Mitigating the Further Radicalization of India’s Muslim Community
Oct 01, 2010
In January 2010, U.S. Secretary of Defense Robert Gates warned that a “syndicate” of terrorist groups, including Lashkar-i-Tayyiba (LT, or LeT), were “operating under the umbrella of al-Qaeda” to destabilize South Asia by provoking a war between India and Pakistan. U.S. officials have warned that another 2008 Mumbai-style attack in India could cause a violent escalation of tensions between the two rival states, both of which possess nuclear weapons. Indeed, Indian authorities allege that Pakistan’s intelligence agency helped organize recent terrorist strikes in India, including the assault on Mumbai.
Smooth relations between India and Pakistan are essential for the success of the U.S. counterterrorism and counterinsurgency mission in South Asia. Any significant escalation of tensions between the two states would cause Pakistan to divert its forces away from its offensive against Taliban militants in the northwest and redeploy them to its eastern border with India. Therefore, building trust between India and Pakistan will be a key goal of President Barack Obama’s upcoming visit to India in November 2010.
Although it is clear that Pakistan’s India-focused terrorist infrastructure must be dismantled to prevent the further escalation of hostilities, there are steps that India can take domestically to help mitigate the growing threat of domestic terrorist attacks. In a number of recent attacks in India, for example, evidence revealed that homegrown Indian Muslim extremists have provided logistical support to Pakistan-based terrorist groups. This article discusses the three stages of radicalization among India’s Muslim community, and suggests some steps the Indian government can take to prevent future violence. India’s Muslim community is the third largest in the world, standing at approximately 160 million people. It is critical that the Indian government does not underestimate the potential of further domestic discontent within this community, and India must take immediate action to increase communal harmony.
Growing Radicalization of the Indian Muslim Community
The radicalization of India’s Muslim community has passed through three stages. The first stage can be traced to developments following the destruction of the Babri Mosque in 1992 by right-wing Hindu mobs. The images of Hindu extremists destroying the mosque, and the subsequent riots targeting Muslims in Mumbai and New Delhi, shook the Muslim community. The wrangling over this disputed piece of land at Ayodhya led to religious polarization in various parts of India, and it provided an opportunity for extremist groups to exploit the insecurities of their respective communities. It was at this time that domestic terrorism involving Indian Muslims began.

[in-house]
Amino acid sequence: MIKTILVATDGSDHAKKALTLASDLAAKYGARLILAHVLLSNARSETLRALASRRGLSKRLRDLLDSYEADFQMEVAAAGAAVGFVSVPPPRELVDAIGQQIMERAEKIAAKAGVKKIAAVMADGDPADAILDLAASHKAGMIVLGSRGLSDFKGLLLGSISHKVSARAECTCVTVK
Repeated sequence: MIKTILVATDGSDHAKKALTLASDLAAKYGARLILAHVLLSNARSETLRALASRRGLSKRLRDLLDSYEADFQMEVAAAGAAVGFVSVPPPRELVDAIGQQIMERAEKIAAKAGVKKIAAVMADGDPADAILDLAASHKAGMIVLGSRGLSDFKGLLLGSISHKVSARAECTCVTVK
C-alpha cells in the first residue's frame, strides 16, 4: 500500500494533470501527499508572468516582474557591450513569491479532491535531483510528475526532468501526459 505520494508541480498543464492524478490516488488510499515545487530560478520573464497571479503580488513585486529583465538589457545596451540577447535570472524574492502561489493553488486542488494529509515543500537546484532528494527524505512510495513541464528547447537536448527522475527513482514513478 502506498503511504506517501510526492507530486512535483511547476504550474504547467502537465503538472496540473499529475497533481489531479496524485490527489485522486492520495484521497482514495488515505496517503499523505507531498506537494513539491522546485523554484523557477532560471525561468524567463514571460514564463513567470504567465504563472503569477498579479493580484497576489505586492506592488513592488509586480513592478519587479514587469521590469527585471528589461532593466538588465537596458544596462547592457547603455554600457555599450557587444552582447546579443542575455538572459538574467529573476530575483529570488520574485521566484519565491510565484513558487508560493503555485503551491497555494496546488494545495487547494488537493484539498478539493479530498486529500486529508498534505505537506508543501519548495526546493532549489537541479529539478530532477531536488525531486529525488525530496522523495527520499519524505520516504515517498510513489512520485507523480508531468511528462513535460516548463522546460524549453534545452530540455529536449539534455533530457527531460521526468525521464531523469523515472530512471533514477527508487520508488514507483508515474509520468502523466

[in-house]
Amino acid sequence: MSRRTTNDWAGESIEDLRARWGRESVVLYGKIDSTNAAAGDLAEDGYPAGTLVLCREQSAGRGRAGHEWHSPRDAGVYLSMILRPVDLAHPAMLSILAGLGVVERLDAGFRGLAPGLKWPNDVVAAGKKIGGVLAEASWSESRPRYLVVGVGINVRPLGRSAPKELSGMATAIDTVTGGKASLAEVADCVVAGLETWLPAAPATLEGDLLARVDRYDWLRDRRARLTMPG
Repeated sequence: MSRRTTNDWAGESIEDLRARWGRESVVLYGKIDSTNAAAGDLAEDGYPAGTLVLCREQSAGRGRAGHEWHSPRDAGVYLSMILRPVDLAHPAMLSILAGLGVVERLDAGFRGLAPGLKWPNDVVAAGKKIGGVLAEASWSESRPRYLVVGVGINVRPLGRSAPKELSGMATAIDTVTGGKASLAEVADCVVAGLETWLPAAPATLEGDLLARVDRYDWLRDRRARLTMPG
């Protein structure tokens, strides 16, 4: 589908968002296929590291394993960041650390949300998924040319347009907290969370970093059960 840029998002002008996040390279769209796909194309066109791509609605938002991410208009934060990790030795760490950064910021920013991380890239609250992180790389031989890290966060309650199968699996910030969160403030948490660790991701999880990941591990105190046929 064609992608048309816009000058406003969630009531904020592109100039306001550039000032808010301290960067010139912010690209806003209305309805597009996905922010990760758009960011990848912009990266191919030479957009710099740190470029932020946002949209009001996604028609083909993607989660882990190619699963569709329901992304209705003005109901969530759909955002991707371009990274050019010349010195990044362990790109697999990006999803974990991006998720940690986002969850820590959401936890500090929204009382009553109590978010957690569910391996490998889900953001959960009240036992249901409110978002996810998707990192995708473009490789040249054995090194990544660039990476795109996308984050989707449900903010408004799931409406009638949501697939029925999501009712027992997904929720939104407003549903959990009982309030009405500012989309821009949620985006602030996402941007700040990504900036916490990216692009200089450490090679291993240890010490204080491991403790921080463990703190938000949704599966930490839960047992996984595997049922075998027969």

One of the most deadly terrorist attacks during this first stage of radicalization struck India’s financial capital of Mumbai in March 1993. A series of bombings killed 250 people. The suspected organizers of the plot, Tiger Memon and Dawood Ibrahim, were Indian Muslims. The attacks occurred after violent Hindu-Muslim clashes broke out in the city. Right-wing Hindu organizations, such as Shiv Sena, contributed to the tensions, and the attacks were viewed as an act of revenge against the Hindu community for the riots and the demolition of the Babri Mosque. Civil society groups intervened, which led to the restoration of calm in the city, but the violence brought a transformative change to Indian society. The discourse of groups such as the Students Islamic Movement of India (SIMI), for example, became more extreme in the 1990s, partly as a result of these clashes.
The second stage of extremism among India’s Muslim community occurred after the communal violence in Gujarat in 2002. The Gujarat violence was sparked by the deaths of 59 train passengers, mostly Hindus, whose coach was set on fire by a Muslim mob in Godhra in February 2002. The attack sparked retaliatory massacres against Muslims in Gujarat, leaving more than 700 Muslims and 250 Hindus dead. Around this time, loose extremist groups composed of Indian Muslims began to cooperate with LT operatives in Pakistan. Although LT had for years conducted a number of operations in Indian-administered Kashmir, it was only after 2002 that LT demonstrated a consistent capability to attack different regions of India. Analysts believe that this change in strategy appears to be partly due to the support LT received from Muslim youth inside India.
One of LT’s first attacks in which Indian Muslims were involved was in Mumbai in August 2003. Terrorists posing as passengers left bombs in two taxi cabs, which then exploded in crowded areas. Indian citizens Mohammed Hanif Sayeed, his wife Fahmida and Ashrat Ansari were convicted for the attack. According to the prosecution, the three received their instructions from LT operatives in Dubai.